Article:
See also the LifeStraw, Adaptive Eyewear and the dubiously world-changing One Laptop Per Child. These might not be the most Next Nature-esque technologies we’re featured here, but they’re certainly worth a ponder.

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  • manco_8

    Manko & Life [#8]

    Manko sighed.

    Nada: ‘Did you like it?’

    Manko: ‘I have to admit that if this is the starter, I’m not sure I’ll survive the main course.’

    Everyone at the table laughed.

    Manko: ‘Let me ask you, how is this considered dinner? I did not eat anything.’

    Bessy: ‘That’s a good question. We do not really need to feed ourselves anymore. In fact, the soup you ate contained more than enough energy and body-repairing particles to keep you up and running for the next week.’

    Now Manko understood why he had felt so energetic after the soup.

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  • People are better at growing Limbs than Lizards

    People are better at growing Limbs than Lizards

    Whereas lizards have the extraordinary ability to regenerate lost limbs – meaning that if the lizard loses a limb through conflict with a predator, it will grow back – people have a perhaps even more extraordinary ability to extent themselves with technological limbs: shoes, cars, bikes, warm winter coats, cellphones.

    Mobile phones are a good example of a victorious second nature that becomes a first nature. Although they were introduced relatively recently, almost everyone carries a mobile device, and when you accidentally leave your house without your phone it feels naked, almost like you have been amputated, and you quickly run back to your house to grasp your missing limb – your cell phone – off the table.

  • Blinky – Does what we want it to do

    In the short movie Blinky, on a boy and his robot, director Ruari Robinson reflects on our daily dealings with technology and its risks.

    Alex is a child growing up in a family owned by marital problems. Blinky distracts Alex from the daily rowing of his parents. But the awareness of the simplicity of Blinky, which seems to be an intelligent and emotional friend in the beginning, turns into the tipping point of the story.  It illustrates how technology can turn into a nightmare and gets out of control. In fact the word ‘control’ is an interesting issue in this story.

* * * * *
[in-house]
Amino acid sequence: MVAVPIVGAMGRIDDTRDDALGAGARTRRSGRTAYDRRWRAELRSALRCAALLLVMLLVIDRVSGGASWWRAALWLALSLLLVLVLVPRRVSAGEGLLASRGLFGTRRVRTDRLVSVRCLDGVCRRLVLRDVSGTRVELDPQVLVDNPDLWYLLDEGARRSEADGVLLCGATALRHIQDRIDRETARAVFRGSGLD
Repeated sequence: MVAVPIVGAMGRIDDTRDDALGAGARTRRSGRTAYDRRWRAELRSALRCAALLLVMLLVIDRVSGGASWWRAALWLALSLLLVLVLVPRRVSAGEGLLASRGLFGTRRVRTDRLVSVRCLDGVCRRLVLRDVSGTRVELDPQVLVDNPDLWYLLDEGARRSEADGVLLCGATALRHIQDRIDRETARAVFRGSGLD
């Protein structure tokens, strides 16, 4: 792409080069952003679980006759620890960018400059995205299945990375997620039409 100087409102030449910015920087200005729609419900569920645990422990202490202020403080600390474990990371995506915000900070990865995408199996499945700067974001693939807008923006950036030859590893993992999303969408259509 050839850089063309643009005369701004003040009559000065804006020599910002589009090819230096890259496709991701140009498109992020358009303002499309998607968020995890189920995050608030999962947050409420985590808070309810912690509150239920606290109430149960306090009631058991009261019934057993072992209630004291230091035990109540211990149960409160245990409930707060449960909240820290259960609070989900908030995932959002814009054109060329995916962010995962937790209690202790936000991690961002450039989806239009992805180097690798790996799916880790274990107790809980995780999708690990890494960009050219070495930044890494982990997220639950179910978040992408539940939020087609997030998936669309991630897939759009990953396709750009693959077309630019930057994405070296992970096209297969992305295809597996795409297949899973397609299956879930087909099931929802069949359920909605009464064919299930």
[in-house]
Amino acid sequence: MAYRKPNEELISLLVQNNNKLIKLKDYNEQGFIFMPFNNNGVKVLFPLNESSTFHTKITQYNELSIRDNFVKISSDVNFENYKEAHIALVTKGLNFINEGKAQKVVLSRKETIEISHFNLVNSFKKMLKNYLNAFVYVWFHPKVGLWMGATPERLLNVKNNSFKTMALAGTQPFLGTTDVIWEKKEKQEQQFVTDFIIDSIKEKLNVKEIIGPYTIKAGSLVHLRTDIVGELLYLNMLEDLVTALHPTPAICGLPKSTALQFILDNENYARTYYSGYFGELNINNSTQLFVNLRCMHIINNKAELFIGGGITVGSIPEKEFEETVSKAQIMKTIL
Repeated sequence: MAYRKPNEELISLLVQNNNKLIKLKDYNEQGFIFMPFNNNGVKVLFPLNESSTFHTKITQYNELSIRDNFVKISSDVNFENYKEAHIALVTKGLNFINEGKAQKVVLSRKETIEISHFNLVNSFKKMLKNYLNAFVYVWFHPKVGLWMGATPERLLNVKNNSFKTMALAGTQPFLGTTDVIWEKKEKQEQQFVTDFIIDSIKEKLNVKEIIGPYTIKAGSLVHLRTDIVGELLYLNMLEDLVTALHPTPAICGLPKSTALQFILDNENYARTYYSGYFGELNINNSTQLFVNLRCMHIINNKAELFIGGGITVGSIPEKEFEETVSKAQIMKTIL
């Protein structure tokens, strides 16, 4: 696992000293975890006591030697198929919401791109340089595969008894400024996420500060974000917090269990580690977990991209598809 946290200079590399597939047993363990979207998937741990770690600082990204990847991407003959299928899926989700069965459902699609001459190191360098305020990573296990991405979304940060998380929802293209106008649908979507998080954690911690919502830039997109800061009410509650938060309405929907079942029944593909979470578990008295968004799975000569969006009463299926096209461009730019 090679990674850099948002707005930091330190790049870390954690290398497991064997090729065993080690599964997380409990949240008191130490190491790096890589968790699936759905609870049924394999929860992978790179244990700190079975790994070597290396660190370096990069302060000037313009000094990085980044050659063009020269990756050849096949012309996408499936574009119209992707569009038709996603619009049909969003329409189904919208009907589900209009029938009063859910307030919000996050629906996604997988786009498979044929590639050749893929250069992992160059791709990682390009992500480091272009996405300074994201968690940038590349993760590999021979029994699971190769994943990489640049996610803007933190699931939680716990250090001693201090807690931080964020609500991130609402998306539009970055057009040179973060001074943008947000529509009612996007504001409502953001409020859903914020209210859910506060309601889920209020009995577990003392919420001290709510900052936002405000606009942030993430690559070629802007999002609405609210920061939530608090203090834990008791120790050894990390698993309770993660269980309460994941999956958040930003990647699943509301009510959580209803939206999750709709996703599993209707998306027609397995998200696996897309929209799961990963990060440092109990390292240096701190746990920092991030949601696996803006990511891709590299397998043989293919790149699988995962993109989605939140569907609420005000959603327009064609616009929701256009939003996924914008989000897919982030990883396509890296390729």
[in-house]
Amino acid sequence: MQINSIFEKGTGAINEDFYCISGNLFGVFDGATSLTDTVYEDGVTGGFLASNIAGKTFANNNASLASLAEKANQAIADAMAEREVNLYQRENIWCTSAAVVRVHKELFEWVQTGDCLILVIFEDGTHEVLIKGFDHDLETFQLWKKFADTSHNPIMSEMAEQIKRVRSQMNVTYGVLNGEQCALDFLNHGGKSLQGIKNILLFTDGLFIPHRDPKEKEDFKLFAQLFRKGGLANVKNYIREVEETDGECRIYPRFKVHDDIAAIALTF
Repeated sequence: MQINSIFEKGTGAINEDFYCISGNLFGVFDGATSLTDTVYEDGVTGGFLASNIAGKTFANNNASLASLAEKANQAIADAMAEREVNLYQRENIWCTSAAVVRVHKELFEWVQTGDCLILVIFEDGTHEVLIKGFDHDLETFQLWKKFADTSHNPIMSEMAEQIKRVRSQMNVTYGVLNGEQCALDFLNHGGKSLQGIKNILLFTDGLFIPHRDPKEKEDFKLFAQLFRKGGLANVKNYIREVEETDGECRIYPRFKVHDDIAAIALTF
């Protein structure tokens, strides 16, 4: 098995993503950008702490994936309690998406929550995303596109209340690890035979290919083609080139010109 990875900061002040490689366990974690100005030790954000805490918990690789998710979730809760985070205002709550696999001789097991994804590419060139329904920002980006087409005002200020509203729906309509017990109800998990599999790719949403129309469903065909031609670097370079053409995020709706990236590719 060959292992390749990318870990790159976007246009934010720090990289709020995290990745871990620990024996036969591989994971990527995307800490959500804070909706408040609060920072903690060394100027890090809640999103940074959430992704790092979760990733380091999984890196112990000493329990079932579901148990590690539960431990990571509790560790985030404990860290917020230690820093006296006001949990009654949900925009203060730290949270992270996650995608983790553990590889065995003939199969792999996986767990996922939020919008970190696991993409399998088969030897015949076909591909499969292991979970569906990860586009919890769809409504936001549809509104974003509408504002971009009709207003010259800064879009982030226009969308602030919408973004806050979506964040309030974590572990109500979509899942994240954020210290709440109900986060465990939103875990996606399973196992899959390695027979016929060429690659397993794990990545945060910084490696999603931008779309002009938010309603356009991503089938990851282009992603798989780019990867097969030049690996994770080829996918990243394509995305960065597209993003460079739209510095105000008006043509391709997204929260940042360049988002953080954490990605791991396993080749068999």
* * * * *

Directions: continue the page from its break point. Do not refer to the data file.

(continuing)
Does the humanoid Blinky really run out of control or was it the naive handling of Alex? Does technology really run out of control or aren’t we not able to deal with the offered scope and consequences of technology?

    Watch the entire movie (12 minutes)

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  • God Grew Tired of Us

    The Real Coming to America

    Christopher Quinn and Tommy Walker’s documentary ‘God Grew Tired of Us‘ tells the odyssey of four boys from Sudan who embark on a journey to America after years of wandering Sub-Saharan Africa in search of safety. They are part of what remains of 27,000 Christian Sudanese boys who escaped from the oppression of their Muslim government in 1983 and walked more than one thousand miles over a period of five years.

    Besides their astonishing and heartbreaking story, the film also provides a great deal of optimism and humor, as the three young men explore the technological marvels of the strange new world in which they find themselves living: food that comes prepackaged from a freezer, hot and cold water that comes flowing out of a tap, light that appears at the command of a switch. One of the boys even admits to never having “seen” electricity before moving to America, and he worries over whether he will ever be able to master its use.

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  • bjorklove_530_system_animals

    System Animals

    What animal is so naive to come into this world as a naked and crying infant, completely vulnerable, helpless, and an easy prey for any predator? Newborn lamb or giraffe’s babies can walk within a few hours, but it takes humans years and years to learn to take care of themselves. Yet, despite our physical vulnerability, we’ve proven not only able to survive, but even to dominate the planet. How come?

    Unlike other animals, which have specific organs, skills and reflexes that enable them to survive in their proper environment, humans have never been placed in an environment for which we are specifically equipped. The human physique implies that there is no such thing as a ‘purely’ natural environment for us. We are system animals: technological beings by nature.

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  • engel-2.0b-e1372260213809-530x501

    Angel with Cellphone adorns Cathedral